Banner Pilot

It didn't take long for Banner Pilot to disrupt the groundswell within the punk community from the likes of acts like the Gaslight Anthem and Off With Their Heads. Of course, if you were following the latter, then you were most definitely affixed to Banner Pilot. When the Minneapolis quartet released it's full length, Collapser, in 2008, it drew attention from critics and fans alike. Perhaps due to pedigree (ex-everything) or association ("Minneapolis," incidentally, is the punk code word for acceptance), Banner Pilot rose quickly and relentlessly. And then, nothing. As quickly as they came, they left. After long pause (and, apparently, incessant questioning), the group returned with their sophomore record on Fat Wreck Chords, Heart Beats Pacific. Punknews contributor Matthew Bentel caught up with bassist Nate Gangelhoff and found out why the band is on steroids, what keeps Banner Pilot going, and why Tom Delonge provided guests vocals.

You’ve characterized the new record, Hearts Beat Pacific as "Collapser on steroids." It sounds like a more refined and discerned product. Would you agree?
That’s interesting; when we were preparing this product for release we did some market research and the consumer consensus was that it was refined but not discerned, so we made adjustments accordingly and got it to where it is now.

No, actually--- I don’t know; I guess the idea was to take what we liked about Collapser and make it bigger and better (i.e. like something on steroids). Whether we pulled that off is up to the listener at this point, I guess.

You explored with longer song structures on this record. Is that an affect of the aforementioned steroids?
For the last song on the record, I was actively trying to write a super long song, but the other ones just ended up that way. Plus, they’re a bit longer than the older tunes, but we’re only talking 15 or 20 seconds for the most part. I don’t think it amounts to a major change.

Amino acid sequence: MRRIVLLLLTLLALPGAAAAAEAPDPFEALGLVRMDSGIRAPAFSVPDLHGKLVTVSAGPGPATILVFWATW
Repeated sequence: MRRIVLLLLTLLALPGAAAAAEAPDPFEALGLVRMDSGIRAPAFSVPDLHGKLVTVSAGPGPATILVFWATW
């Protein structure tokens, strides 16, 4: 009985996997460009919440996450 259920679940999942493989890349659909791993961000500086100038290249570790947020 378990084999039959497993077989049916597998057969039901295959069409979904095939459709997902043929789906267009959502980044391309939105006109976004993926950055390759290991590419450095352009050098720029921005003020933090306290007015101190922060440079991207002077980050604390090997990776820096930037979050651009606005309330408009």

One of the more obvious differences on the new record is the cleaner, calm vocals - if that is even an appropriate description. What was the decision behind the restraint?
It’s funny, we didn’t even really notice that until the record came out and all these people were like, "Who is the new vocalist on some of these songs?" It never really occurred to us that we were doing anything weird or different. Part of it, if you want to get nerdy for a second, is that I wrote some of the music in the key of E ("Alchemy," "Spanish Reds"), where I’ve written a lot of the older stuff in B or C. So Nick really had no choice but to go higher than normal, or lower than normal.

I guess, basically, it’s a pretty standard vocal thing that we simply hadn’t done much of until now.

What does a happy - or simply content -- Banner Pilot record sound like?
I think we already have plenty of songs that are content or even happy; just read the lyrics. Are there less of them? Sure. But look at any book, movie, or song: in general it’s always more interesting when someone is in trouble, or has problems. A song where the singer says, "I’m happy / and everything is sweet / Can’t stop my smiling / at everyone I meet / Out here on the street / If I were a goat, I’d bleat" would be pretty boring to the average person, I think. In other words, a lyric of ours like "How’d another year turn out so bad?" is much more intriguing than "How’d another year turn out so rad?"

How did Jacques Wait contribute to the refinement of the sound on Hearts?